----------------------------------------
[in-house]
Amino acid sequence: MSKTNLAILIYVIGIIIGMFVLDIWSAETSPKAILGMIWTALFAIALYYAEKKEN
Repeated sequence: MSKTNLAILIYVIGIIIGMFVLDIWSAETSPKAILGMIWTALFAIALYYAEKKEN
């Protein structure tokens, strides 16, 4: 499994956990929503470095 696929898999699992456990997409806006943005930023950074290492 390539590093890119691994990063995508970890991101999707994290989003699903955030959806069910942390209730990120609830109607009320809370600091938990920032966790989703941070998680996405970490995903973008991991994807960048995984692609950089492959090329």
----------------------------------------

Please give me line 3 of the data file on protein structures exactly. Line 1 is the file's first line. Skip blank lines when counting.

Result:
Repeated sequence: MSKTNLAILIYVIGIIIGMFVLDIWSAETSPKAILGMIWTALFAIALYYAEKKEN